Current Cost of Supplies - CCS

AAA

DEFINITION of 'Current Cost of Supplies - CCS'

This refers to the net income of a company after taking into account the increase (or decrease) in expenses over the reporting period. It is typically used by commodity reliant businesses.

INVESTOPEDIA EXPLAINS 'Current Cost of Supplies - CCS'

You will quite often find this term used in the energy industry because the price of oil can change so much from one year to the next.

RELATED TERMS
  1. Commodity

    1. A basic good used in commerce that is interchangeable with ...
  2. Net Income - NI

    1. A company's total earnings (or profit). Net income is calculated ...
  3. Cost Of Goods Sold - COGS

    The direct costs attributable to the production of the goods ...
  4. Chart Of Accounts

    A listing of each account a company owns, along with the account ...
  5. Operating Cost

    Expenses associated with administering a business on a day to ...
  6. Capital Expenditure (CAPEX)

    Funds used by a company to acquire or upgrade physical assets ...
RELATED FAQS
  1. How is minimum transfer price calculated?

    A company that transfers goods between multiple divisions needs to establish a transfer price so that each division can track ... Read Full Answer >>
  2. What is the effective interest method of amortization?

    The effective interest method is an accounting practice used for discounting a bond. This method is used for bonds sold at ... Read Full Answer >>
  3. What does an unfavorable variance indicate to management?

    In managerial accounting, an unfavorable variance is discovered when a company's management performs a comparison between ... Read Full Answer >>
  4. Is there a way to include intangible assets in book-to-market ratio calculations?

    The book-to-market ratio is used in fundamental analysis to identify whether a company's securities are overvalued or undervalued. ... Read Full Answer >>
  5. What are some of the limitations and drawbacks of using a payback period for analysis?

    Limitations, or disadvantages, of using the payback period method in capital budgeting include the fact that it fails to ... Read Full Answer >>
  6. What are common concepts and techniques of managerial accounting?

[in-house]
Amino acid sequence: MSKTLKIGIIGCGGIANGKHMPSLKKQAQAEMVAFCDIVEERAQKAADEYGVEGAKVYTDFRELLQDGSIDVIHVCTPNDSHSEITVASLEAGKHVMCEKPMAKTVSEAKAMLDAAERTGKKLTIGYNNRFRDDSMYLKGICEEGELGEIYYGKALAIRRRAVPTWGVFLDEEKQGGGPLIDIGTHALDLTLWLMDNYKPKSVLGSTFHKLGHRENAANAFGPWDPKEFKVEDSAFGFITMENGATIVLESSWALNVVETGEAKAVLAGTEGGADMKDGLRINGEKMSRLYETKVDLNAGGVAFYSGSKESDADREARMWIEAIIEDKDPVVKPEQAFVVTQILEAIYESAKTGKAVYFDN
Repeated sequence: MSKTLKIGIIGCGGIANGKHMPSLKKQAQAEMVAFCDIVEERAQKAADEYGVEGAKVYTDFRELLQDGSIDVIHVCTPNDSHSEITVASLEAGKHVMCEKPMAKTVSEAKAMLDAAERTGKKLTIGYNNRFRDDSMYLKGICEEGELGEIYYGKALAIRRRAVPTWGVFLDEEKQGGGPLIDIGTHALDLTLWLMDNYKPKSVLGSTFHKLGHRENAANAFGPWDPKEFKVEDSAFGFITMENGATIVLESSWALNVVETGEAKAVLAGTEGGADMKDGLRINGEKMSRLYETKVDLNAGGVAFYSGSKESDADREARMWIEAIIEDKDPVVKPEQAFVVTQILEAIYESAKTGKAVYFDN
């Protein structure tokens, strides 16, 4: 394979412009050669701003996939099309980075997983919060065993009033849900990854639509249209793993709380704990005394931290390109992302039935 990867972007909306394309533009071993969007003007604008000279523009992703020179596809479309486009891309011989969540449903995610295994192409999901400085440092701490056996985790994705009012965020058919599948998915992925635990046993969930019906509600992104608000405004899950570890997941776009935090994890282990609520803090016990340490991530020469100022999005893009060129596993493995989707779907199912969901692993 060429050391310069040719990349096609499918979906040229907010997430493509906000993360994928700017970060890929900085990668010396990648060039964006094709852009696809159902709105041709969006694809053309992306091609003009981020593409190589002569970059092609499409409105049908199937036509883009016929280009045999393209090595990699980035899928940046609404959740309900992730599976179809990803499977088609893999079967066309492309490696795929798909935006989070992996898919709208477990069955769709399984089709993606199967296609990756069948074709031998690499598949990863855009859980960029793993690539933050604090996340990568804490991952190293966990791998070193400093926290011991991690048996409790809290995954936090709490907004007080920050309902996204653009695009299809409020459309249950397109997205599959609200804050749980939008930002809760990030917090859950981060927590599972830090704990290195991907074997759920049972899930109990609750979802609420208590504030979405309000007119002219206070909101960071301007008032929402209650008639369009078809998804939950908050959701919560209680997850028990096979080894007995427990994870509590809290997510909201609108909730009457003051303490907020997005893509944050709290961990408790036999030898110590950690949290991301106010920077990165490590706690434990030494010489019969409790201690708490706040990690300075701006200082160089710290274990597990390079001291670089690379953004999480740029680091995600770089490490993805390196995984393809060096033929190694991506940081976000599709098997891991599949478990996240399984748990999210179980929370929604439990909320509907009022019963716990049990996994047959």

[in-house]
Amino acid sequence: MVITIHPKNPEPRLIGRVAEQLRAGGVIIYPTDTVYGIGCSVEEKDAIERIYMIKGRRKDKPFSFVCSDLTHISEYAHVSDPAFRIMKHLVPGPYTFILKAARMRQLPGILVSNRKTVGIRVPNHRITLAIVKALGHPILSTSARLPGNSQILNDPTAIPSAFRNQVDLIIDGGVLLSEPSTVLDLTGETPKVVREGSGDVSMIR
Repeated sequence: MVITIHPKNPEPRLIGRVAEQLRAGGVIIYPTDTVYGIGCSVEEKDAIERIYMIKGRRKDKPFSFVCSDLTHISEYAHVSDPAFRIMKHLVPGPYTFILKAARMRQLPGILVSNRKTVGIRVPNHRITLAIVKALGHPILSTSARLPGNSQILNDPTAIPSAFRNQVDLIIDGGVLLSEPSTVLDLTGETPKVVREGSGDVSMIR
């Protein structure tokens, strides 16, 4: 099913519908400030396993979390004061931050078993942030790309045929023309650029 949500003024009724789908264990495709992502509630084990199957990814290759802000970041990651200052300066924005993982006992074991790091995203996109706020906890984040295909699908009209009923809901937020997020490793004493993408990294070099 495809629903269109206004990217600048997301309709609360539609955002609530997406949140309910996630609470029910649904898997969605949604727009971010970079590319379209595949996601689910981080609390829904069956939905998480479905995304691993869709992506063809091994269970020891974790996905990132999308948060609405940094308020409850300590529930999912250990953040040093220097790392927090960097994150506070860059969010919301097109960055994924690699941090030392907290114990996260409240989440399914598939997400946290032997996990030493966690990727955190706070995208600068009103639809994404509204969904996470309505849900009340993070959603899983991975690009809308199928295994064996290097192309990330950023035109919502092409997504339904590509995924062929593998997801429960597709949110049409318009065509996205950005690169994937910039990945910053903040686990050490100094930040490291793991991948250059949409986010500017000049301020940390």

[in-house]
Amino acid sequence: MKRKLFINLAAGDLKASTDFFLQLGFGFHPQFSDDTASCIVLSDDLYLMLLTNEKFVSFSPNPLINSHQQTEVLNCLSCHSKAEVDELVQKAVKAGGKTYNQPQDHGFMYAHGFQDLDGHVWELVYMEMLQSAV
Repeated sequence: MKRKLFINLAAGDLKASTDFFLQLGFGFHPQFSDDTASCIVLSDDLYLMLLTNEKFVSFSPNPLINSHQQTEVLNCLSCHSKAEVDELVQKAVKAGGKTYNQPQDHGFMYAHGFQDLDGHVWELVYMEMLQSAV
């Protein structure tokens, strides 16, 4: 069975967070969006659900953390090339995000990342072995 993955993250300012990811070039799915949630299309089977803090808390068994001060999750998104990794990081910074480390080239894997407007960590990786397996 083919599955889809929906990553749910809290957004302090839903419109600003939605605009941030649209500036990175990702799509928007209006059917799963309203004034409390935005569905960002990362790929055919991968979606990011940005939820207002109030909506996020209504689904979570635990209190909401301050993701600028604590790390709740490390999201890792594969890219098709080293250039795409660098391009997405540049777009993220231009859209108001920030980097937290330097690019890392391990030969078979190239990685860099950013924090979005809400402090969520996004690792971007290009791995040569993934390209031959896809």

The common concepts and techniques of managerial accounting are all the concepts and techniques that surround planning and ... Read Full Answer >>
Related Articles
  1. Investing

    Earnings: Quality Means Everything

    It's quantity that generates all the hype, but there are more meaningful factors that gauge true performance.
  2. Personal Finance

    Top 8 Ways Companies Cook The Books

    Find out more about the fraudulent accounting methods some companies use to fool investors.
  3. Budgeting

    Managing Income During Retirement

    Learn some sensible strategies for making your hard-earned savings last for as long as you need them.
  4. Fundamental Analysis

    Understanding Pro-Forma Earnings

    These figures can either shed light on a company's performance or skew it. Find out why.
  5. Retirement

    The Essentials Of Corporate Cash Flow

    Tune out the accounting noise and see whether a company is generating the stuff it needs to sustain itself.
  6. Investing

    How To Evaluate Pension Risk By Analyzing Annual Costs

    Learn how to assess whether a company's pension plan is posing more risks than what the footnotes indicate.
  7. Budgeting

    The Adverse Effects of Cheap Gas

    While low gas prices are welcomed, smart budgeters must anticipate future price hikes and consider the impact of low gas prices on investments and taxes.
  8. Chart Advisor

    3 Ways To Trade The Bounce In Coal

    News from the Supreme Court has caused active traders to turn their attention to the coal markets. We'll take a look at how to trade the bounce.
  9. Investing Basics

    Calculating Unlevered Free Cash Flow

    Unlevered free cash flow (UFCF) is the free cash flow of a business before interest payments.
  10. Taxes

    Understanding Write-Offs

    Write-off has different meanings depending on the context in which it is used, but generally refers to a reduction in value due to expense or loss.

You May Also Like

Hot Definitions
  1. National Currency

    The currency or legal tender issued by a nation's central bank or monetary authority. The national currency of a nation is ...
  2. Treasury Yield

    The return on investment, expressed as a percentage, on the debt obligations of the U.S. government. Treasuries are considered ...
  3. Bund

    A bond issued by Germany's federal government, or the German word for "bond." Bunds are the German equivalent of U.S. Treasury ...
  4. European Central Bank - ECB

    The central bank responsible for the monetary system of the European Union (EU) and the euro currency. The bank was formed ...
  5. Quantitative Easing

    An unconventional monetary policy in which a central bank purchases private sector financial assets in order to lower interest ...
  6. Current Account Deficit

    A measurement of a country’s trade in which the value of goods and services it imports exceeds the value of goods and services ...
Trading Center
×

You are using adblocking software

Want access to all of Investopedia? Add us to your “whitelist”
so you'll never miss a feature!